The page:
Voice of Albertans with Disabilities has completed the Creating Accessible Hotels in Alberta project which includes sections on Current Practice, Accessibility Tools and Recommendations for Action. We thank the 162 Albertans with disabilities and 40 hotel managers who provided input into this project.
The full and summary reports can be viewed on our website under the What We Do - Projects and Research tab.
Voting: Step by Step
Find your voting station on your Where to Vote card (delivered to your homes in early October 2017) or use the Where to Vote tool on the Elections website of your city.
Identify a piece of authorized identification to bring to the voting station. Your identification must confirm your name and current residential address.
After entering the voting station
Step 1 Present your authorized identification.
An election worker will assist you with registration.
You will receive a ballot.
Step 2 Go to a voting booth and mark your ballot.
You are able to mark one candidate for mayor, ward councillor, and school board trustee.
Mark your ballot by filling in the oval beside the name of the candidate of your choice.
Step 3 Take your ballot to the tabulator and deposit it into the ballot box.
You have voted! If you require assistance at any time during this process, speak to an election worker at the voting station. They are there to help you make it happen!
Elections and Census Office
16304 - 114 Avenue,
Edmonton, Alberta, T5M 3R8
Elections & Census Office
1103 55 Ave NE, Calgary
403-476-4100 (option 2)
A Life Full of Adventure, Love, and Heartache. . .
Ever wonder what life is like for someone who was born with developmental delays? Maybe you have a new baby who has Down Syndrome and you are wondering about their potential? This book was born when the author went to hear a writer-in-residence speak at her local library. Two days later, she announced she was going to write a book about her life. A life full of adventure, love, and heartache. Her family knew better than to try and stop her.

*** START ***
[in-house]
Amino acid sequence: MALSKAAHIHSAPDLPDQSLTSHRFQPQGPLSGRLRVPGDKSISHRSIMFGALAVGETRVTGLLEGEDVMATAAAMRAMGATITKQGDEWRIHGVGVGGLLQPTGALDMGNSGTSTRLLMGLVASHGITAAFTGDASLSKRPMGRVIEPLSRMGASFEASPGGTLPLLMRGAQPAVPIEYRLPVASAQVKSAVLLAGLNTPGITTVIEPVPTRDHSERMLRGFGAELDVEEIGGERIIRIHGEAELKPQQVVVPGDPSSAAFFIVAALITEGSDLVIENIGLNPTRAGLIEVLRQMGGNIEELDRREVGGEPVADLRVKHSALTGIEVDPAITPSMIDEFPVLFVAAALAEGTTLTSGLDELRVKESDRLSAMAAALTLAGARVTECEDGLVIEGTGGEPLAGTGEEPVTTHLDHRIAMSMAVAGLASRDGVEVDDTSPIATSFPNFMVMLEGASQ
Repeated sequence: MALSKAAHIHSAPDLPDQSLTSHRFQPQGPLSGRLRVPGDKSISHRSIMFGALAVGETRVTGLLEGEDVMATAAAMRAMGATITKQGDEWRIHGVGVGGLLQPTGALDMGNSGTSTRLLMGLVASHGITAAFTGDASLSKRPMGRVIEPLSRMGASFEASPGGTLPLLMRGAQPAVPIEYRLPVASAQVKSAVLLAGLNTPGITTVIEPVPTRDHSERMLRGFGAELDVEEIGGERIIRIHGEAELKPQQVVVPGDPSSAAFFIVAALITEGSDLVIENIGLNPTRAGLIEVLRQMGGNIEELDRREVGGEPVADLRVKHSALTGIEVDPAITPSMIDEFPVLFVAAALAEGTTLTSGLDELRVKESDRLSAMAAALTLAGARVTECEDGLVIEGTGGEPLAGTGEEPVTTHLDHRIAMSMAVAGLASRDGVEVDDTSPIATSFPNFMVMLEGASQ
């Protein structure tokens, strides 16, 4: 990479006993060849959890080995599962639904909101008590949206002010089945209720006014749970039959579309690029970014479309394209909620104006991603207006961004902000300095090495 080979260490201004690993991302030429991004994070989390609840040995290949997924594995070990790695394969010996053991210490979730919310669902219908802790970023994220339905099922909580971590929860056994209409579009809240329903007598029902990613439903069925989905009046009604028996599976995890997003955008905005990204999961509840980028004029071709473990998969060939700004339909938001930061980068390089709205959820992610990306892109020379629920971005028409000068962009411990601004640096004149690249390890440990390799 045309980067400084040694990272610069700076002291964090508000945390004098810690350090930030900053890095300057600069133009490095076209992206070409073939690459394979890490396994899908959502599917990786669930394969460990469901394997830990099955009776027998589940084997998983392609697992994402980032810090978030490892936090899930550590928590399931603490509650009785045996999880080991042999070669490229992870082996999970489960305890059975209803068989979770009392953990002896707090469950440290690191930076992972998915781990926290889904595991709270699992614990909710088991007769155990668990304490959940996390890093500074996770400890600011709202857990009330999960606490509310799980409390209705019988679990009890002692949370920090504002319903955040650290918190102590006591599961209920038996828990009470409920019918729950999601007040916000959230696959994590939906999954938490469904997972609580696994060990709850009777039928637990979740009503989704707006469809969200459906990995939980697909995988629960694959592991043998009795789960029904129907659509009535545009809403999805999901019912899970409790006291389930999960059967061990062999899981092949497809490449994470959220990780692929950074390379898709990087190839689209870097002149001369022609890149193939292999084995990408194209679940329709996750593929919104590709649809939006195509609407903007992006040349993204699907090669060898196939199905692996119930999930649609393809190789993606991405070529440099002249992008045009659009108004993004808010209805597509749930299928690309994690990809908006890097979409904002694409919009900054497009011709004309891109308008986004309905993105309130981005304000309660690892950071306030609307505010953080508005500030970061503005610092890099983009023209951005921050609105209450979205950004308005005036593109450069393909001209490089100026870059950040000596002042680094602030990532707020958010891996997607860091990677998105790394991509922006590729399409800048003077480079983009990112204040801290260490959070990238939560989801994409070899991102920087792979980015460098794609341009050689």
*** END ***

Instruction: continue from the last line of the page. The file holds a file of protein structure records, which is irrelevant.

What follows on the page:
Mackenzie Meyer Book Launch
Date: Oct. 14, 2017
Time: 11 am - 2 pm
Program at approximately 11:30 am
Snacks for all, book reading and signing.
130 Athabascan Avenue
Sherwood Park, AB T8A 4E3
I Believe You:
Three Simple Words that can Heal and End Sexual Assault
What if survivors of sexual assault felt safe and comfortable telling a friend or family member about what happened to them? What if they felt confident that they would not be shamed or blamed? What if they knew that they would be believed? What if their friends and family encouraged them to seek help to recover from the trauma they had experienced? What if their friends and family directed them to a place where they could consider their options and make an informed choice about seeking justice?
This was the vision that the Association of Alberta Sexual Assault Services (AASAS) had two years ago when they conceived “I Believe You” – a province-wide public awareness campaign aimed at educating Albertans how very important it is to give a positive response to a disclosure of sexual assault.
They stress throughout the campaign that they are not inviting responders to play judge and jury. Many responders feel like they need “the facts” before they can respond by believing. They feel they need to determine guilt or innocence. We want to let the public know that’s not the role of friends or family – that is for our justice system to decide and currently only 5% of sexual assault survivors in Canada access the criminal justice system. We fully support due diligence and due process however we feel the best first step toward discovering truth and finding justice is to start by believing.
For the past two years #IBelieveYou has been sweeping across Alberta - the total online reach of the campaign last year was 6,464,395. The campaign is inclusive with an understanding that all genders can be victims of sexual abuse and sexual assault; that rates of reported sexual assault are more than three times higher for indigenous women than non-indigenous; and that people with disabilities are at 150% greater risk of sexual assault than people without disabilities.
They know they are making a difference. They asked Leger research to poll 1000 Albertans and ask them what they would say if someone disclosed sexual assault to them. Of those who said they would know what to say to a sexual assault survivor, the number who would give a positive response (I’m sorry that happened, it’s not your fault) went up from 21% to 66% pre- and post-campaign. Respondents who would use the specific phrase “I believe you” increased by 1% to 12%. And they were excited to discover that this year, reports of sexual assault to police in Calgary increased by 20%, and Calgary Police Service pointed to #IBelieveYou as a contributing factor.
Launching on September 11, this year they will be asking Albertans to contribute through social media - a picture, message, drawing, or song - to post to a province-wide “#IBelieveYou” digital mosaic. Post-secondary institutions will have graffiti walls to voice their messages on. Anyone can share a message of support and Albertans will be able to watch the digital mosaic fill with messages throughout the life of the campaign.
With the help of committed partners, the 28 post-secondary institutions in Alberta, Pattison, Bell and Corus/Shaw, we will make sure that Albertans understand the power of an “I Believe You” response.
Find out how to add your voice: